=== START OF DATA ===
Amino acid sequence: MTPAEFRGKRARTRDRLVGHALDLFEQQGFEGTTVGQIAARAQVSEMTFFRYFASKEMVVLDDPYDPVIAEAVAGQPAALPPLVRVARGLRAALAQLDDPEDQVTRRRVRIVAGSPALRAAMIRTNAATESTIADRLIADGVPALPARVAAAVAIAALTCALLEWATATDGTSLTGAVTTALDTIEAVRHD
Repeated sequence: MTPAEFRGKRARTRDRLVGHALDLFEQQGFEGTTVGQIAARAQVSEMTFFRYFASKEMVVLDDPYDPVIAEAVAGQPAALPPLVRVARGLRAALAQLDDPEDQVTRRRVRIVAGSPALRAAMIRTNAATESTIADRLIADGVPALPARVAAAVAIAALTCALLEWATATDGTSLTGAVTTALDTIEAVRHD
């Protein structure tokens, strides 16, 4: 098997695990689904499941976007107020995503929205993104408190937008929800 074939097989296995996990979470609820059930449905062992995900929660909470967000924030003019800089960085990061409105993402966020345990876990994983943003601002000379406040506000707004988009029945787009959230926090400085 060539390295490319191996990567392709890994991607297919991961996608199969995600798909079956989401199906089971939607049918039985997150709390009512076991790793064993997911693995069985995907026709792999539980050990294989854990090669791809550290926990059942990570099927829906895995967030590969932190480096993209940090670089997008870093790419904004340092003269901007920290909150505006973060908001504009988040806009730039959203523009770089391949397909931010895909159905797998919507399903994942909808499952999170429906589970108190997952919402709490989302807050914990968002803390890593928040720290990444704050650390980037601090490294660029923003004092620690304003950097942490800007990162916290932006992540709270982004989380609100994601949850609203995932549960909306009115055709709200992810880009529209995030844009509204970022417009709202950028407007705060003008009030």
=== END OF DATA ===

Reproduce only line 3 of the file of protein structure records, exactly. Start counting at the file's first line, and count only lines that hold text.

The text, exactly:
């Protein structure tokens, strides 16, 4: 098997695990689904499941976007107020995503929205993104408190937008929800 074939097989296995996990979470609820059930449905062992995900929660909470967000924030003019800089960085990061409105993402966020345990876990994983943003601002000379406040506000707004988009029945787009959230926090400085 060539390295490319191996990567392709890994991607297919991961996608199969995600798909079956989401199906089971939607049918039985997150709390009512076991790793064993997911693995069985995907026709792999539980050990294989854990090669791809550290926990059942990570099927829906895995967030590969932190480096993209940090670089997008870093790419904004340092003269901007920290909150505006973060908001504009988040806009730039959203523009770089391949397909931010895909159905797998919507399903994942909808499952999170429906589970108190997952919402709490989302807050914990968002803390890593928040720290990444704050650390980037601090490294660029923003004092620690304003950097942490800007990162916290932006992540709270982004989380609100994601949850609203995932549960909306009115055709709200992810880009529209995030844009509204970022417009709202950028407007705060003008009030």